By Len "Muddy" Mardeusz
Granville T. Woods: The Black Edison
Everyone has heard of Thomas Edison. Granville T. Woods, an African-American was a key inventor who made key contributions to the development of the telephone, street cars, and more. He became known as “The Black Edison”. Unfortunately, very few people have ever heard of him.
Granville Woods was born in Columbus, Ohio on April 23, 1856 to free African-American parents. In his early teens he took a job as a railroad engineer in a rail road machine shop. At the age of 20, in 1876 Granville Woods moved to New York. During the next 2 years he took courses in engineering and electricity. Granville realized they would’ve be key to the future.
Granville Woods began to form ideas for what would later be his most important invention: the inductor Telegraph. In 1880 he moved to Cincinnati, where he set up his own company to develop, manufacture and sell electrical apparatus. In 1889, Granville filed his first patent for an improved steam boiler furnace. One of his most important inventions was the “troller”, a grooved metal wheel that allowed street cars, later known as trolleys, to collect electric power from over head wires. His second invention was an improved telephone transmitter.The patent for his device which combined the telephone with the telegraph was purchased by Alexander Graham Bell. The payment helped his struggling business and freed Granville to devote time to his research.
Yet as far back as 1885 Woods filed his first patent application on the induction telegraph system that should have made him famous. However, in 1886 Lucius Phelps claimed he filed before Granville. It took a long, long year in court. In 1887, Woods was able to prove he was the first to conceive of this induction telegraph system. Granville Woods returned to New York in August of 1890. There he met James Zerbe,manager of American Patent Agency. It turned out to be an ill-fated meeting. Zerbe was simply a thief, he managed to decieve, duplicate, and outright steal Garville’s intellectual properties for his financial benefit. As Woods would eventually learn dealing with Zerbe and his friends was like dealing with “the devil”.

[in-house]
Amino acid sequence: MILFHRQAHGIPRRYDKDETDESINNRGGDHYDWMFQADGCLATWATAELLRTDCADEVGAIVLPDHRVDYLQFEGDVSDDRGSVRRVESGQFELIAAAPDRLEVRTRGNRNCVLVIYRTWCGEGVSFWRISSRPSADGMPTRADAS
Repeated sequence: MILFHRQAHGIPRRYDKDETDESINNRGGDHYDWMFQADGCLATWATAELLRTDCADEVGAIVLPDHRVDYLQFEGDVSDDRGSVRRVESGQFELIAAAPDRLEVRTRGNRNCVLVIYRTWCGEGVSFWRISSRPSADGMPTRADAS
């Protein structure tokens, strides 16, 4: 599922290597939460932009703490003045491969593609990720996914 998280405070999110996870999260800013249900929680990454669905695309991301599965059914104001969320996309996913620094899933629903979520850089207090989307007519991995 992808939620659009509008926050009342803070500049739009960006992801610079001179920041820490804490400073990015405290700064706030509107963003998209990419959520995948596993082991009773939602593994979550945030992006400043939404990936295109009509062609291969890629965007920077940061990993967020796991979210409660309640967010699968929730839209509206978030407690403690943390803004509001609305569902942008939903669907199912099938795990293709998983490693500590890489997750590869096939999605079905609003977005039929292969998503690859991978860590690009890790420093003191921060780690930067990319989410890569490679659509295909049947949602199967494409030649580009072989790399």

When Granville Woods learned how unscrupulous Zerbe was, he started to secretly file patent on his latest electric railway system in October 1891, with his drawings. They were deemed unacceptable by the patent office. Woods quickly made appropriate corrections and resent them to his patent attorneys. Zerbe retaliated by suing Granville Woods for libel. Zerbe was to find out what you ask for in filing a libel suit is not always the outcome you expect. The Judge after hearing all of the testimony expressed his concerns about Zerbe’s comments and past history. The libel suit against Granville Woods was dismissed. Zerbe in fact now faced disbarment and arrested for improper use of client
The parallels to and differences from Thomas Edison. Both inventors went to court twice over what was a disputes on invention rights. In both instances Granville won. There were rumors that Edison asked Granville Woods to work for him, but Woods turned down the offer. Still the parallels between the two inventors is interesting. Edison is better known than Granville Woods, but both came from Ohio, each came from very humble and modest family backgrounds. They each were primarily self-taught and very entrepreneurial. Both Edison and Woods focused on electrical technologies. The key differences between Woods and Edison, Granville was black, a minority and in the 19th century a segregated society made it difficult to gain financing to support his inventive activities. This caused problems and difficulties as Granville Woods had to avoid dealing with nefarious partners and financiers.
Granville Woods, who stood well over six and a half feet tall. He married a lady named Lucille. Without a doubt he was a man among men. Granville Woods was an inventive genius equal to Edison and Alexander Bell. Granville Woods registered over 65 patents for electrical, mechanical and communication devices. We take for granted for those devices with no knowledge as to the inventor, Granville Woods. Basically, American historians ignore the achievements of men and women of color. Granville Woods, unknown, yet he sold his inventions to General Electric and Westinghouse. Granville T. Woods, an inventive genius, an African-American!